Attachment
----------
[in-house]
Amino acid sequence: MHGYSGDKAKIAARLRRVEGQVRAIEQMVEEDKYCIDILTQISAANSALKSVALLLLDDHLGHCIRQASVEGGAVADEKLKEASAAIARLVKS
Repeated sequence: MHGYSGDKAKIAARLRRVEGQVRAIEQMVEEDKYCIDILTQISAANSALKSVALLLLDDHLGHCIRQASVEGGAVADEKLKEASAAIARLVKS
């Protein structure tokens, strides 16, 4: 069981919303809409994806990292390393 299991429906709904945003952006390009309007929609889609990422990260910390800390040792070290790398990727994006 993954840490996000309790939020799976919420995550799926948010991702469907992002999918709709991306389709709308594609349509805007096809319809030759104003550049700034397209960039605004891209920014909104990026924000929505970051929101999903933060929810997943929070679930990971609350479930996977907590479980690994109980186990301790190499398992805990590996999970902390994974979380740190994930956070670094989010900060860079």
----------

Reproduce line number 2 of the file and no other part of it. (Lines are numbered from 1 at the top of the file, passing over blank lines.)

Amino acid sequence: MHGYSGDKAKIAARLRRVEGQVRAIEQMVEEDKYCIDILTQISAANSALKSVALLLLDDHLGHCIRQASVEGGAVADEKLKEASAAIARLVKS